Outline the information and content your promotion will collect, and how it will be used.  Most companies use information for the purpose of the prize drawing and to notify winners.  If you have other uses in mind, provide an opportunity for users to opt out of such uses, or obtain the necessary releases and waivers in advance.  Failure to take this step could expose your company to various claims, including copyright infringement, trademark infringement, and a breach of privacy and right of publicity. 

PITFALL 3: Thinking the Warhol portrait isn’t copyrighted.

Copyright protection in the U.S. extends to any “original work of authorship” that is fixed in some physical form (written on paper, recorded on a CD, etc.).  This includes music, photographs, short videos, images, and many other works that make an online sweepstakes interactive and exciting. 

Do you own the content (images, short clips, text, etc.) you are posting?  If no, have you secured rights to use it?  The Copyright Act imposes severe legal penalties on infringers (including statutory and punitive damages).  The lists below should help you overcome the most common copyright myths:

Common Myths:

• “If the work doesn’t have a © notice, then it’s not protected.”

• “If there’s no registration, there’s no copyright.”

• “We can use it as long as we give proper attribution.”

• “If the work is on the Internet, it is in the public domain and we can use it.”

• “If there’s educational purpose behind the use, it is automatically protected under the fair use doctrine.”

• “Everyone else is doing it!”

• “If we change ___% of the work, then we are not infringing.”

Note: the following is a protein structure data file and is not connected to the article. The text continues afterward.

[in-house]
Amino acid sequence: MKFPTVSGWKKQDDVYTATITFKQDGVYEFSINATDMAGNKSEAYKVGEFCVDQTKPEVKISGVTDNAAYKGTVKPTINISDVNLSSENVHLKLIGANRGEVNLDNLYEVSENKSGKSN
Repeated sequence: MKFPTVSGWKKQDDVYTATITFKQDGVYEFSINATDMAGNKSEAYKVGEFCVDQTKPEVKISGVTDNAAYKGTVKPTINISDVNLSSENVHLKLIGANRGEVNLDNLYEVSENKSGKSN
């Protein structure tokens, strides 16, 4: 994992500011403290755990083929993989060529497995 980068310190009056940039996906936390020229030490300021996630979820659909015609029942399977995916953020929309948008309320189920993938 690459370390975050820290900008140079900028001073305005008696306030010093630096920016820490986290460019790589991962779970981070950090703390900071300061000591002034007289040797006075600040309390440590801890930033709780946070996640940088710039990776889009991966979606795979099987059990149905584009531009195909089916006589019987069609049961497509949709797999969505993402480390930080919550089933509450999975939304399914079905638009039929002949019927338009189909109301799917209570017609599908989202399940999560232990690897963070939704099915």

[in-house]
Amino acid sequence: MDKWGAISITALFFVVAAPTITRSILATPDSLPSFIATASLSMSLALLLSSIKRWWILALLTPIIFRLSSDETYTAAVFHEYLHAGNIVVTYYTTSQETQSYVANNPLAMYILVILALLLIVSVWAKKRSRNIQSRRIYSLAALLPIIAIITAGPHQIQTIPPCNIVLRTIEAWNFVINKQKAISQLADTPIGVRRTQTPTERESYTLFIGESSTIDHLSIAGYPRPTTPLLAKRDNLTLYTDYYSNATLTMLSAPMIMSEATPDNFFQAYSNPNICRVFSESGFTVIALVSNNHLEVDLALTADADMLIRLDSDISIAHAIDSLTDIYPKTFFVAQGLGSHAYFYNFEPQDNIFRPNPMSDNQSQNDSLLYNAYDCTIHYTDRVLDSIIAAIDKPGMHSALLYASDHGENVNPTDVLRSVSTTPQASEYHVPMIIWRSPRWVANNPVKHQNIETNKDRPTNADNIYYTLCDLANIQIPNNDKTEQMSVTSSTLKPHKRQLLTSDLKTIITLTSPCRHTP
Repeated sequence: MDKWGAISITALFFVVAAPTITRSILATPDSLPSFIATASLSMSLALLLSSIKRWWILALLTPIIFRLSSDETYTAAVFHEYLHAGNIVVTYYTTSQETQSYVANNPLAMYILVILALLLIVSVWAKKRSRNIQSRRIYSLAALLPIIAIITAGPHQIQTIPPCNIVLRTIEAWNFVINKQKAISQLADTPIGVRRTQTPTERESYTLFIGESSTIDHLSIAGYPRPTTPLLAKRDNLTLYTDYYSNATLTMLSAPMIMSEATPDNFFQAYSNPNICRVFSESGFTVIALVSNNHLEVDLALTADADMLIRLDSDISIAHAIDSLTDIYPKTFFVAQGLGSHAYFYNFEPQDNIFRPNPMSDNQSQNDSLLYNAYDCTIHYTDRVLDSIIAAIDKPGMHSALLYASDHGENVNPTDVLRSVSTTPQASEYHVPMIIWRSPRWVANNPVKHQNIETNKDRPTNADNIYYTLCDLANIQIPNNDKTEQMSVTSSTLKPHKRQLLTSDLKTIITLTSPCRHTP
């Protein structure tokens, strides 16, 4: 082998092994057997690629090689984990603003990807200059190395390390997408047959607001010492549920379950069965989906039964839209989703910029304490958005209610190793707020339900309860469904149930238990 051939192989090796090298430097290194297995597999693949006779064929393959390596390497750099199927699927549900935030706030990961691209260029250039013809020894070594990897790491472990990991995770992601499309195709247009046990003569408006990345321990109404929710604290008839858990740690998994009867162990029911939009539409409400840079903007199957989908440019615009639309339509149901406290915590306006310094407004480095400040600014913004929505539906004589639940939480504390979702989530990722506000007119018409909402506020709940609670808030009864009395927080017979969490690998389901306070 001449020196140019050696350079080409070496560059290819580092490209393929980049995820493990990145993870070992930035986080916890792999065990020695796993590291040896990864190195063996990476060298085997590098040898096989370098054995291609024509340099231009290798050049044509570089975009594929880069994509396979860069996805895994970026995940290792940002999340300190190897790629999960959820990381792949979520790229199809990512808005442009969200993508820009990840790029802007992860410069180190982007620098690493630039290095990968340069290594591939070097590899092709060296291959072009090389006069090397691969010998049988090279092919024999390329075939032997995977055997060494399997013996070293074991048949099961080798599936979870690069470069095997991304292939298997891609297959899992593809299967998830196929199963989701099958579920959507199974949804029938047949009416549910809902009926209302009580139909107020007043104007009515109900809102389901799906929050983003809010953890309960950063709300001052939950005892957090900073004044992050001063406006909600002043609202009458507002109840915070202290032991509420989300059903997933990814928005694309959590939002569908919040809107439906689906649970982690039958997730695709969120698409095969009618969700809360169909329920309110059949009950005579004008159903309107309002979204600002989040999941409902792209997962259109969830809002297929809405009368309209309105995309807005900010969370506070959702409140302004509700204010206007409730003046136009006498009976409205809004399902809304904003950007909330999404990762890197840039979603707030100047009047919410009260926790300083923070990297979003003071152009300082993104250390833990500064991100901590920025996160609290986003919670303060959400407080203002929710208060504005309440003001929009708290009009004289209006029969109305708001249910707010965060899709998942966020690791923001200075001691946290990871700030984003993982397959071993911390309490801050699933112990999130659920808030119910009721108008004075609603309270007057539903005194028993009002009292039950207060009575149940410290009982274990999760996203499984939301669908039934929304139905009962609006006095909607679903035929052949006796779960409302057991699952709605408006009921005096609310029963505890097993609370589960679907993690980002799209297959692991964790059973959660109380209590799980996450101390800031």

• “It’s free advertising.  The owner doesn’t mind.”

What You Can Use:

• Works you authored

• Works an employee created within his or her scope of employment

• Works created by an independent contractor, provided you have a mutually signed work for hire agreement in place

• Any work for which  you have a license

• Certain government works (created by an officer or employee of the U.S. government as part of official duties) 

PITFALL 4: What rules?

Every promotion must have conspicuous, clearly stated rules.  Official rules cannot be changed once the promotion begins.  Advertisements for the promotion (in magazines or elsewhere) must include an abbreviated version of the official rules, containing all material terms. 

PITFALL 5: Not following the social media platform’s guidelines.

Every social media platform has rules or guidelines governing online promotions:

• Facebook is known to have the most stringent rules governing promotions.  For example, companies are required to use an app to run the promotion, must expressly disassociate Facebook from the contest, and may not use Facebook features for entry, voting, and winner notification. Learn more about their guidelines here

• Currently, Twitter and Pinterest are known to have more relaxed rules for promotions, mostly requiring adherence to the general use guidelines. Twitter’s best practices can be found here. The guidelines for Pinterest are available here.

PITFALL 6: Opening your promotion to 7 year-olds in Ireland. 

In some countries outside of the U.S., sweepstakes are governed by strict rules or are altogether prohibited.  To avoid running into legal issues outside the U.S., businesses should restrict participation to U.S. residents or research laws of other countries.  

Moreover, businesses that open their sweepstakes or contests to children under the age of 13 must comply with the provisions of the Children's Online Privacy Protection Act (COPPA), a federal law that restricts the collection of children's personal identifiable information online.

Avoid these common legal pitfalls and your promotion is off to a solid start.

Kazuyo Morita and Anna Miller are intellectual property attorneys with Holland & Hart.

Kazuyo Morita provides clients with a range of trademark-related services, with an emphasis on strategic counseling and dispute resolution.  In addition to trademark law, Kazuyo handles matters in the area of promotions and sweepstakes laws, copyright law, licensing, and privacy.  She can be reached at (303) 473-2701 or KMorita@hollandhart.com.

Anna Miller provides clients with worldwide trademark brand strategies, protection, and enforcement of intellectual property rights. In addition to trademark law, Anna counsels clients in the area of promotions and sweepstakes laws. She can be reached at 303-473-2791 or abmiller@hollandhart.com .